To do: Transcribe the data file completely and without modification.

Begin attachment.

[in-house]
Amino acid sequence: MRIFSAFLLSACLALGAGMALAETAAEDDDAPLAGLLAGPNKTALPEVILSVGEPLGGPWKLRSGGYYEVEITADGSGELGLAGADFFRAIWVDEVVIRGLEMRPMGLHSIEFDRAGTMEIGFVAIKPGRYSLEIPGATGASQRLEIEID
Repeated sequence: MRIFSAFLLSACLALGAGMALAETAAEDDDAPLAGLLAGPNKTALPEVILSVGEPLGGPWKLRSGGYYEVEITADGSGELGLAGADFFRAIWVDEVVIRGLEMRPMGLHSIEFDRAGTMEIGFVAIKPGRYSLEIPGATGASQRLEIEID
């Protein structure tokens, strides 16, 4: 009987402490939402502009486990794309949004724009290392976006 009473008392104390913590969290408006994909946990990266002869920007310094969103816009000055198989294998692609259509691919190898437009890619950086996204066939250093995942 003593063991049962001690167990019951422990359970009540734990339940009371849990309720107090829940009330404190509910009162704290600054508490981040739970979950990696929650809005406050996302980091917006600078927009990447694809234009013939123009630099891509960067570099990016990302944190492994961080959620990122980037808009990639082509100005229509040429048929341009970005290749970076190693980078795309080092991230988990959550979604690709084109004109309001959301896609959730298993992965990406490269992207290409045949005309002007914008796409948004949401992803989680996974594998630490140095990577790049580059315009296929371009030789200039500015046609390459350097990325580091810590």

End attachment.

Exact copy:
[in-house]
Amino acid sequence: MRIFSAFLLSACLALGAGMALAETAAEDDDAPLAGLLAGPNKTALPEVILSVGEPLGGPWKLRSGGYYEVEITADGSGELGLAGADFFRAIWVDEVVIRGLEMRPMGLHSIEFDRAGTMEIGFVAIKPGRYSLEIPGATGASQRLEIEID
Repeated sequence: MRIFSAFLLSACLALGAGMALAETAAEDDDAPLAGLLAGPNKTALPEVILSVGEPLGGPWKLRSGGYYEVEITADGSGELGLAGADFFRAIWVDEVVIRGLEMRPMGLHSIEFDRAGTMEIGFVAIKPGRYSLEIPGATGASQRLEIEID
């Protein structure tokens, strides 16, 4: 009987402490939402502009486990794309949004724009290392976006 009473008392104390913590969290408006994909946990990266002869920007310094969103816009000055198989294998692609259509691919190898437009890619950086996204066939250093995942 003593063991049962001690167990019951422990359970009540734990339940009371849990309720107090829940009330404190509910009162704290600054508490981040739970979950990696929650809005406050996302980091917006600078927009990447694809234009013939123009630099891509960067570099990016990302944190492994961080959620990122980037808009990639082509100005229509040429048929341009970005290749970076190693980078795309080092991230988990959550979604690709084109004109309001959301896609959730298993992965990406490269992207290409045949005309002007914008796409948004949401992803989680996974594998630490140095990577790049580059315009296929371009030789200039500015046609390459350097990325580091810590």